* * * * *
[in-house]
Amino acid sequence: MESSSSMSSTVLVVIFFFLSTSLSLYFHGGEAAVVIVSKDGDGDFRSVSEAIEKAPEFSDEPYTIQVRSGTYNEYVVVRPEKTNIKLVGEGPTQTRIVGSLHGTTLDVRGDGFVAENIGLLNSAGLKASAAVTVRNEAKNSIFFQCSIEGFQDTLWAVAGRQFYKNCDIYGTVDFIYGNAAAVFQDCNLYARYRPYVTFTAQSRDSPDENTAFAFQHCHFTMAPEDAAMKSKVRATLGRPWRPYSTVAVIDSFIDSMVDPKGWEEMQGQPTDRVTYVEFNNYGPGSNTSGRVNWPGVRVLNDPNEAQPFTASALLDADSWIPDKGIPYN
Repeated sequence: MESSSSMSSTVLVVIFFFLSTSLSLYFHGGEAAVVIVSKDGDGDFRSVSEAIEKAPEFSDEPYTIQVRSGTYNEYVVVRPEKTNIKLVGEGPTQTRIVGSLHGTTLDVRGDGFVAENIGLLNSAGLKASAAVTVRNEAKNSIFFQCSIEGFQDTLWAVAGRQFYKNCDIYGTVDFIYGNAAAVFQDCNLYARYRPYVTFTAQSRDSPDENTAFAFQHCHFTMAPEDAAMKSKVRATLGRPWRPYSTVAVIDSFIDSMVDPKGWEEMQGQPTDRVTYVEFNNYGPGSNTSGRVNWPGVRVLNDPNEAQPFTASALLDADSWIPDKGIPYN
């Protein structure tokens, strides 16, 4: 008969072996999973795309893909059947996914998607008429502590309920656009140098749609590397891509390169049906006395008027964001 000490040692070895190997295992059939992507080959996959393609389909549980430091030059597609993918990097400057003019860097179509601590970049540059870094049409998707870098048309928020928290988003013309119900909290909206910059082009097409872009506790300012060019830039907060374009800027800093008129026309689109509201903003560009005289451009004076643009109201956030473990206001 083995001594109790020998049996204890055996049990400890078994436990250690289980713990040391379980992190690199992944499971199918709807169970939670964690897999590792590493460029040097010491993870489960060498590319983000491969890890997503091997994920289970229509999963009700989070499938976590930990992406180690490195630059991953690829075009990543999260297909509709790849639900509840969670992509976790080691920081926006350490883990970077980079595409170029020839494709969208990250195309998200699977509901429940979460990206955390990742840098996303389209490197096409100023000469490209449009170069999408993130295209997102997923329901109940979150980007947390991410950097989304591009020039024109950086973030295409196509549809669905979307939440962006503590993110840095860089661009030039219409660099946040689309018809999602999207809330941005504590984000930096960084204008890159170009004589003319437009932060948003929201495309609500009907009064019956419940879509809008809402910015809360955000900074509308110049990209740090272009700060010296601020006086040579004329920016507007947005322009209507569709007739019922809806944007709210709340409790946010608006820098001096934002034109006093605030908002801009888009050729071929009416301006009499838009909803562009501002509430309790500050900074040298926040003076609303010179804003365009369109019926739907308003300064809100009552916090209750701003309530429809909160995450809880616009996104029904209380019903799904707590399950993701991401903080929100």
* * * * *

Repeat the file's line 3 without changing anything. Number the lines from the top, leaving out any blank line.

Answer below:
Repeated sequence: MESSSSMSSTVLVVIFFFLSTSLSLYFHGGEAAVVIVSKDGDGDFRSVSEAIEKAPEFSDEPYTIQVRSGTYNEYVVVRPEKTNIKLVGEGPTQTRIVGSLHGTTLDVRGDGFVAENIGLLNSAGLKASAAVTVRNEAKNSIFFQCSIEGFQDTLWAVAGRQFYKNCDIYGTVDFIYGNAAAVFQDCNLYARYRPYVTFTAQSRDSPDENTAFAFQHCHFTMAPEDAAMKSKVRATLGRPWRPYSTVAVIDSFIDSMVDPKGWEEMQGQPTDRVTYVEFNNYGPGSNTSGRVNWPGVRVLNDPNEAQPFTASALLDADSWIPDKGIPYN